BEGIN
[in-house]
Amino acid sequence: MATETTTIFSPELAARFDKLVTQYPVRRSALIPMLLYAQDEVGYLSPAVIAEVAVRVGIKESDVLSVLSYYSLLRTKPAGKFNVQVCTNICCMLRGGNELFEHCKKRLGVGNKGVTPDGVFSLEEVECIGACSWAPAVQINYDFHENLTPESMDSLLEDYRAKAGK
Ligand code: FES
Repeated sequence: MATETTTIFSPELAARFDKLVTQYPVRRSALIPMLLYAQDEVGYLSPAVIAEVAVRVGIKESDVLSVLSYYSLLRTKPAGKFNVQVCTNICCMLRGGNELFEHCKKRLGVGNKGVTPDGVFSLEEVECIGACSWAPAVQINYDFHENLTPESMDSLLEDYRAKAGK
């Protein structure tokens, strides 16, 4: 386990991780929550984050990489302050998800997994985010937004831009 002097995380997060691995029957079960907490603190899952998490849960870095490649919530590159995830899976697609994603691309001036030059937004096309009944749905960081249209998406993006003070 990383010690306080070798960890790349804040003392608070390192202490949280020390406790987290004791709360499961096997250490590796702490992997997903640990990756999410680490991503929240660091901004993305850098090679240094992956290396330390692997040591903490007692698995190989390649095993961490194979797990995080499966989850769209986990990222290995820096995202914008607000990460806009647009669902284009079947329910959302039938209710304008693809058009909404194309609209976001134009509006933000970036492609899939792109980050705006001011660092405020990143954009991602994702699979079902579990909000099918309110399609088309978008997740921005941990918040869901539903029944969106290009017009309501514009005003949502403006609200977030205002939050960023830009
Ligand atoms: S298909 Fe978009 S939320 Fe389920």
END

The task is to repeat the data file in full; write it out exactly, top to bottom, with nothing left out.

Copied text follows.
[in-house]
Amino acid sequence: MATETTTIFSPELAARFDKLVTQYPVRRSALIPMLLYAQDEVGYLSPAVIAEVAVRVGIKESDVLSVLSYYSLLRTKPAGKFNVQVCTNICCMLRGGNELFEHCKKRLGVGNKGVTPDGVFSLEEVECIGACSWAPAVQINYDFHENLTPESMDSLLEDYRAKAGK
Ligand code: FES
Repeated sequence: MATETTTIFSPELAARFDKLVTQYPVRRSALIPMLLYAQDEVGYLSPAVIAEVAVRVGIKESDVLSVLSYYSLLRTKPAGKFNVQVCTNICCMLRGGNELFEHCKKRLGVGNKGVTPDGVFSLEEVECIGACSWAPAVQINYDFHENLTPESMDSLLEDYRAKAGK
């Protein structure tokens, strides 16, 4: 386990991780929550984050990489302050998800997994985010937004831009 002097995380997060691995029957079960907490603190899952998490849960870095490649919530590159995830899976697609994603691309001036030059937004096309009944749905960081249209998406993006003070 990383010690306080070798960890790349804040003392608070390192202490949280020390406790987290004791709360499961096997250490590796702490992997997903640990990756999410680490991503929240660091901004993305850098090679240094992956290396330390692997040591903490007692698995190989390649095993961490194979797990995080499966989850769209986990990222290995820096995202914008607000990460806009647009669902284009079947329910959302039938209710304008693809058009909404194309609209976001134009509006933000970036492609899939792109980050705006001011660092405020990143954009991602994702699979079902579990909000099918309110399609088309978008997740921005941990918040869901539903029944969106290009017009309501514009005003949502403006609200977030205002939050960023830009
Ligand atoms: S298909 Fe978009 S939320 Fe389920």